Originally Posted by Desert Fox
Hitler had been planning the invasion for over 10 years you cant blame the invasion of Russia on the Russians.
The Failure of Nazi Ideology at the Eastern Front
by Paul Fleming, Jr.
On June 22,1941, German troops invaded the USSR, thus beginning one of the most violent and devastating wars ever. The German army (Wehrmacht) had begun planning this invasion in July 1940, under the code name Otto, then Fritz, and finally Barbarossa. <1> In planning the invasion, the Wehrmacht basically had the choice of two strategies: the first was to wage a war of attrition, while the second was to win by military annihilation in the tradition of Napoleon. <2> In choosing, the Germans would have been wise to consider the consequences the latter strategy had in the invasion of Russia for Napoleon. However, the Germans and their Nazi leaders felt that defeating the Soviet Union would be fairly easy, and thus chose the strategy of military annihilation. One reason for this is that the Nazis had been stressing such traditional German concepts as Lebensraum (living space) and Drang nach Osten (push to the East), as well as promoting racism and anti-Semitism. <3> All four concepts "justified" a war of annihilation.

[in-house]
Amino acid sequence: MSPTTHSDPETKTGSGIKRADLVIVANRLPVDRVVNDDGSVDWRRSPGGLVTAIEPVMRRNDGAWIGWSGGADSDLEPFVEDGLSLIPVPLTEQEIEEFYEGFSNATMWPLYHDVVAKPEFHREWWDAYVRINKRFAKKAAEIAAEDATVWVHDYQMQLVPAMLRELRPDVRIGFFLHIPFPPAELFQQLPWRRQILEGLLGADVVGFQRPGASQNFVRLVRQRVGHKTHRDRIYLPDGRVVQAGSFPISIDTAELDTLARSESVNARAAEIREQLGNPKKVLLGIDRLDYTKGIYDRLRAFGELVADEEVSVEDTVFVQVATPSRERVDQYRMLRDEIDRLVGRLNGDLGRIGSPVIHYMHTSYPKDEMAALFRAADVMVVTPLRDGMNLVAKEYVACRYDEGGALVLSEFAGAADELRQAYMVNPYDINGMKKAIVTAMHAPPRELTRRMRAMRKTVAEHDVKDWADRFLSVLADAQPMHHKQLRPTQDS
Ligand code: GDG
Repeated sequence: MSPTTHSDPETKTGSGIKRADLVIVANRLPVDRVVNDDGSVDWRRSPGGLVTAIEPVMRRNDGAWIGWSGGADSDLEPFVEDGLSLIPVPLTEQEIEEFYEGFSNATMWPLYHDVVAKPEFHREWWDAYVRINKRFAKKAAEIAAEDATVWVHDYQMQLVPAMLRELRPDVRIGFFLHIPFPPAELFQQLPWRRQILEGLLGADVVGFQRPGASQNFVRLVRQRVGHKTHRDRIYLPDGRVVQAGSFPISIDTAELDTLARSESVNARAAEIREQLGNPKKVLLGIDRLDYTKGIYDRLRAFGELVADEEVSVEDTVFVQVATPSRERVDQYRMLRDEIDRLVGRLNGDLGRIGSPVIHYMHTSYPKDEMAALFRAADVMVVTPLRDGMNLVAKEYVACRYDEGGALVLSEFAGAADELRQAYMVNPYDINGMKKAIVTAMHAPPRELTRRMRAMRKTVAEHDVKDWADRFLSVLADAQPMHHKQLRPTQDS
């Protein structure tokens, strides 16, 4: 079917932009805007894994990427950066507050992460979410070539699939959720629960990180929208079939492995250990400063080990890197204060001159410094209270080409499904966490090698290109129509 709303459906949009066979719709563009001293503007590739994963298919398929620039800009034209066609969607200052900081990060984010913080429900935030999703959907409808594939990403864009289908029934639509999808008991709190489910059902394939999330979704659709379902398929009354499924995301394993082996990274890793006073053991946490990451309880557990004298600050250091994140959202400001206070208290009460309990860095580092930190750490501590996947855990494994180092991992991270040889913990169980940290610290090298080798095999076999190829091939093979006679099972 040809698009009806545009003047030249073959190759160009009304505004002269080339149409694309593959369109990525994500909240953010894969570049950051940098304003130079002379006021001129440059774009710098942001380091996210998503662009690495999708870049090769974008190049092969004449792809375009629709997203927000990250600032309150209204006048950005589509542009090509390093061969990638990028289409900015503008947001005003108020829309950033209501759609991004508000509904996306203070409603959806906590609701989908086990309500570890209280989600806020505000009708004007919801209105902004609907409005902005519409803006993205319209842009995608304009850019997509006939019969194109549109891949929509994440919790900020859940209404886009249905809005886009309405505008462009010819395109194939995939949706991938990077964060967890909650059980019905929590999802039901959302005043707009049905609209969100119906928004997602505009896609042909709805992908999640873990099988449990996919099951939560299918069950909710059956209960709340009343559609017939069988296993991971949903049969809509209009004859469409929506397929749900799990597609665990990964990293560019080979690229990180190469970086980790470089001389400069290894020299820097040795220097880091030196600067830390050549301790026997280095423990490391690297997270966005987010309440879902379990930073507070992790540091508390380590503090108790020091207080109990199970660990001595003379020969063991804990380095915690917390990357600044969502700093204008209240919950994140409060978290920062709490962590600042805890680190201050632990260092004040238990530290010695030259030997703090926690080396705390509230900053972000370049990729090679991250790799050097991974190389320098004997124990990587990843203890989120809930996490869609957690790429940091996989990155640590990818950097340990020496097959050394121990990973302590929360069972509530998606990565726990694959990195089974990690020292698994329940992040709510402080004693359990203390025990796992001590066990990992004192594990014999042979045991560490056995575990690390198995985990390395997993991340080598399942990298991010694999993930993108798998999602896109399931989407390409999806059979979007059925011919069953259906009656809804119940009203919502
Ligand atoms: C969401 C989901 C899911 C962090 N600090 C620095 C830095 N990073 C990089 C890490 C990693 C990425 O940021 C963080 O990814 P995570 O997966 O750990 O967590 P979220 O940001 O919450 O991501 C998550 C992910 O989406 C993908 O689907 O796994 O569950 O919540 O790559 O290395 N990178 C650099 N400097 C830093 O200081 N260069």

The reasons Germany undertook such an invasion are simple. First, in the 1930s the Nazis had made the "struggle" against Bolshevism a "central theme in domestic and foreign policy." <4> Thus a war against Bolshevik Russia was merely the logical outcome of this belief. Secondly, Germany was still at war with Britain, and Hitler believed that if the Soviet Union could be defeated quickly, the British would be more willing to accept peace terms. <5> Moreover, the Germans had had great success and felt that the USSR. would be "one more lightening victory, particularly fought against the inferior races of the East. <6> Author Alan Bullock gives a much more practical explanation. He states that, "Hitler invaded Russia for the simple but sufficient reason that he had always meant to establish the foundations of his thousand-year Reich by the annexation of the territory between the Vistula and the Urals." <7> These reasons justified, at least in the minds of the Nazi and Wehrmacht leadership, tactics which are today still considered barbaric and immoral.